11:53am PT by Aaron Couch
Marvel Stardom Helps Fuel Indie Boom for Supporting Actors
Karen Gillan had spent plenty of time in makeup chairs, being painted blue for her role in Marvel's Guardians of the Galaxy, but sitting in the chair felt different now.
Normally, she liked to focus intensely on one project at a time, but she was just weeks away from shooting her directorial debut, The Party's Just Beginning, a long-gestating passion project that was finally getting made thanks to her rising star power. She needed to multitask in a big way, so perhaps it was kismet that, in this moment, she found herself working on Jumanji: Welcome to the Jungle opposite Kevin Hart and Dwayne Johnson, two stars known for running empires from their phones.
"It was incredibly intense," Gillan tells The Hollywood Reporter. "I would sit in the makeup chair while being transformed into Ruby Roundhouse with a phone in my ear making director decisions and going through long contracts. It was severe multitasking, but incredibly stimulating. I was juggling a double life."
While critics may bemoan the Marvelization of Hollywood, which has pushed rival studios to chase big-budget universes over intimate storytelling, there's been an unintended side effect of Marvel Studios' success: even it's supporting stars now have enough clout to make projects that likely wouldn't have been funded otherwise.
The actors interviewed for this story all say that they didn't worry about how the films they pursued outside of Marvel might affect their work with the Disney-owned studio — they felt no pressure to constrain themselves as artists.
Marvel has always had a symbiotic relationship with the indie world, relying on indie directors like James Gunn, Ryan Coogler, Taika Waititi and the Russo brothers to power its creative engines. In turn, when its talent returns to independent filmmaking, they come back armed with tools from the Marvel Universe.
David Dastmalchian (Russian ex-con Kurt in the Ant-Man movies) wrote and stars in another Gillan indie called All Creatures Here Below, which premiered to multiple awards last month at the DTLA Film Festival. The pair plays a couple with a dark past who must flee Los Angeles and head to Kansas City after a kidnapping involving a baby.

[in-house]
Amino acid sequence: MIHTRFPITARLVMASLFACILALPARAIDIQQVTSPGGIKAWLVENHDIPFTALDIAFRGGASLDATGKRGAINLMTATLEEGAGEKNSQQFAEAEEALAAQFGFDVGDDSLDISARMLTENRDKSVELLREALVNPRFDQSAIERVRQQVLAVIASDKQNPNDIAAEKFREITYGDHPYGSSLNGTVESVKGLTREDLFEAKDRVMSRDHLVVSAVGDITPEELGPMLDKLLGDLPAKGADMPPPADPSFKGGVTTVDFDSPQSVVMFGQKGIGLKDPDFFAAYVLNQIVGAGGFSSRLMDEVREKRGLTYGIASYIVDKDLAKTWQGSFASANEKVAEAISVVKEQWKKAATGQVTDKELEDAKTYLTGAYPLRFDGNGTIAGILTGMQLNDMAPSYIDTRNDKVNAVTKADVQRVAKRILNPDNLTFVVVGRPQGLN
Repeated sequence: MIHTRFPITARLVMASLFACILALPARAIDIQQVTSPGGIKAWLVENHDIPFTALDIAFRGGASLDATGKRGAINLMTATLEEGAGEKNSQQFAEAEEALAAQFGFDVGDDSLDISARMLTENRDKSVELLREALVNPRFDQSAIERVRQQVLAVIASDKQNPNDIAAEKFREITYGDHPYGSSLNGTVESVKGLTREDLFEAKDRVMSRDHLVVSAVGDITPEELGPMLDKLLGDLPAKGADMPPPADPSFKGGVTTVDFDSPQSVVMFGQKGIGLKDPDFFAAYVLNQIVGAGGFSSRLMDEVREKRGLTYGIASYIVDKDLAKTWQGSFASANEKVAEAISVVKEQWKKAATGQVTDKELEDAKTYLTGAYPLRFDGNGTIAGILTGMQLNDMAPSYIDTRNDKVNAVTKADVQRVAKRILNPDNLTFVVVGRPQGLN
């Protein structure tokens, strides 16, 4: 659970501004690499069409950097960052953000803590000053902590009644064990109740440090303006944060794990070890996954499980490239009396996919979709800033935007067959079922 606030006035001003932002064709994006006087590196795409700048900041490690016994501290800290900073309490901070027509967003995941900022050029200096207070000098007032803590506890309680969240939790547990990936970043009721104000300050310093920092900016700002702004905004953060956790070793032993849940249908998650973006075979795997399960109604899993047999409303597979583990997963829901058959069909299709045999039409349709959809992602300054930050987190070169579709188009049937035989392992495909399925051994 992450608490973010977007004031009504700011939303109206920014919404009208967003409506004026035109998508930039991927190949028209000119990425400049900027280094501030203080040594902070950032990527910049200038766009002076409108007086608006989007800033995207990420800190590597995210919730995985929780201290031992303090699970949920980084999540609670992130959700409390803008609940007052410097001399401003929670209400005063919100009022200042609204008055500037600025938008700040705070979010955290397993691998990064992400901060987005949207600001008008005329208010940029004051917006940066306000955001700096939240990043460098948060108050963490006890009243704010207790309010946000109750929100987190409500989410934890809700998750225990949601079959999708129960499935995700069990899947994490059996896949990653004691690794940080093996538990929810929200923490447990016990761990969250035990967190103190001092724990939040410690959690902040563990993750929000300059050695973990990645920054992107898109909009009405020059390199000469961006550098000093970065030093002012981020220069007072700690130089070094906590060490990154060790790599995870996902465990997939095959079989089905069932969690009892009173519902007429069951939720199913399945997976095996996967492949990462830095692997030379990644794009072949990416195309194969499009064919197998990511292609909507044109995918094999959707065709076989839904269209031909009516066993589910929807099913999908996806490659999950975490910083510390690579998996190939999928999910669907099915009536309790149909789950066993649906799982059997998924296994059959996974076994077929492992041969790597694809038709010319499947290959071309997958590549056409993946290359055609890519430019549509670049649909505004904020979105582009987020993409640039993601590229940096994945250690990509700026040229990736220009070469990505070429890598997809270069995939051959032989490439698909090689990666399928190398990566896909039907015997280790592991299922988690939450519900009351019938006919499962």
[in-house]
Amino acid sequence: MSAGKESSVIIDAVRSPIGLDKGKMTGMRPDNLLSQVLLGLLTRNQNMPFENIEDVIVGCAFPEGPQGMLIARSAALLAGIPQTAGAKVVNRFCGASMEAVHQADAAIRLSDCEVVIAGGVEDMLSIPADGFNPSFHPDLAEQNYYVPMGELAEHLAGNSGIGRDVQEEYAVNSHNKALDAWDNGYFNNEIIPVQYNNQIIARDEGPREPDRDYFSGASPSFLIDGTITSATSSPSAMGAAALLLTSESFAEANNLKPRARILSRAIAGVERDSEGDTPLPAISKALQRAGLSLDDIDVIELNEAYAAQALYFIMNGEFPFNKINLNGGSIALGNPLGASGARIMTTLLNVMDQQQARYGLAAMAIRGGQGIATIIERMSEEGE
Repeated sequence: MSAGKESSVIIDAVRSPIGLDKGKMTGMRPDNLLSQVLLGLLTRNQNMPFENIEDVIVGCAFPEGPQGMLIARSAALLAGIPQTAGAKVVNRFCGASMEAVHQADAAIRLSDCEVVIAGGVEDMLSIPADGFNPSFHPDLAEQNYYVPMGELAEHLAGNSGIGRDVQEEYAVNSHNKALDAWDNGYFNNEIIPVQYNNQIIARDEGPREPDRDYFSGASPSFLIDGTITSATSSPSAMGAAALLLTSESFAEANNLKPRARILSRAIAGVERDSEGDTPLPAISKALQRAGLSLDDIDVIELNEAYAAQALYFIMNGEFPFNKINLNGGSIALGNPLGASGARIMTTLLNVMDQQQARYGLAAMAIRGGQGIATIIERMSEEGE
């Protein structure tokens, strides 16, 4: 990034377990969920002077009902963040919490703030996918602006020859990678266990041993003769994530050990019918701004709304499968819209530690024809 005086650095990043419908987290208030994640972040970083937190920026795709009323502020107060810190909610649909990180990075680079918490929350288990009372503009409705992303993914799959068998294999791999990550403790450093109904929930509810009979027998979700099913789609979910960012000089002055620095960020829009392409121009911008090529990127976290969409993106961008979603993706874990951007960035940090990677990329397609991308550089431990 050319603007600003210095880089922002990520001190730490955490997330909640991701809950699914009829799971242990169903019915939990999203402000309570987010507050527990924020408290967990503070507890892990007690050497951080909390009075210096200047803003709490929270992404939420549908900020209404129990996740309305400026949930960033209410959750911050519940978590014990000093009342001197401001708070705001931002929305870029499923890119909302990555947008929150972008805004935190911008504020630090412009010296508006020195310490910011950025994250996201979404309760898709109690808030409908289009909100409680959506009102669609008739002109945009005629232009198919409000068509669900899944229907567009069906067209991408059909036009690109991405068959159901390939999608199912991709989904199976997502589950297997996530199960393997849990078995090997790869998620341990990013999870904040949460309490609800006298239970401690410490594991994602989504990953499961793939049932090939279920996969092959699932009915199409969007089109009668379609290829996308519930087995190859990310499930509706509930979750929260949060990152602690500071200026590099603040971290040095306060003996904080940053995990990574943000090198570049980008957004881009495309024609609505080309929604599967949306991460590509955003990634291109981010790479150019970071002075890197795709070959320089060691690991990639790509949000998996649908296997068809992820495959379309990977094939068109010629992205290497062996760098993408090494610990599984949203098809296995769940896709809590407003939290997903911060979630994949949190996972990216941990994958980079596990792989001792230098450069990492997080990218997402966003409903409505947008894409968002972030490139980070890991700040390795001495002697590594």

On the set of 2015's Ant-Man, Dastmalchian told Marvel props master Russell Bobbitt about his plans.
"I said, 'I'm an idiot, but I've got a script that involves animals and babies, two things they say to never work with, especially when you don't have money," Dastmalchian recalls.
Bobbitt gave the kind of master advice All Creatures Here Below never would have been able to afford, and, eventually, provided the production with Carlos, the prop baby from The Hangover. In lieu of payment, Dastmalchian and Gillan recorded an iPhone thank you message (with the baby) from the set of All Creatures Here Below.
"I want a film like All Creatures Here Below to pose a question to an audience and leave them kind of wrestling with those questions or coming to their own conclusions," says Dastmalchian. "Whereas, on a more commercial film, I do feel this sense of obligation, or responsibility, to pose a question and come to a solid conclusive answer by the end of it."
To explain further, he puts it this way: "In a film like Ant-Man, it's, 'Can good conquer evil? Can a complex, broken person become a whole, and even heroic, person?' And the answer is yes. ... In All Creatures Here Below, it's 'Can true love grow and thrive in even the most foreboding of circumstance? I don't know. I believe so ... but I wanted to tell the story in a way that didn’t necessarily tell people the answer to that question."
"There is a lot of dark humor and music in the film which I think makes it more palatable," says Gillan. "It's certainly not an easy watch, but it was never intended to be."
Spider-Man: Homecoming actor Jacob Batalon's work in the indie sphere has made him more budget conscious. He filmed The True Don Quixote, a modern Don Quixote retelling starring Tim Blake Nelson, after Spider-Man: Homecoming, and he returned to the sets of Avengers: Infinity War and Spider-Man: Far From Home with a better understanding of the old phrase "time is money."
"It's understanding that everything you do is important. Nothing is taken for granted. Nothing is supposed to be wasted," says Batalon.
With The Party's Just Beginning, Gillan borrowed from Guardians of the Galaxy by enlisting Lee Pace, who played the villainous Ronan in the original film and reprises the role in the upcoming Captain Marvel.
"When Karen and I were doing Guardians, we were both blue all the time, so I think I actually only saw her out of our alien garb maybe once or twice the whole time we were shooting," says Pace with a laugh. "It was nice to work in a movie where we're both human."
Gillan also studied what Gunn and Jumanji director Jake Kasdan did on set; the way they could speak to actors, crew or business executives and get everyone rowing in the same direction.
"James communicates with actors so effortlessly. He understands the craft and instinctively knows when we need help or when we need to be left alone to try our own ideas," says Gillan. "He has transformed my performances sometimes with a single sentence. And Jake is a force of nature. He is so in control at all times, making the job look easy, which I now know it's not."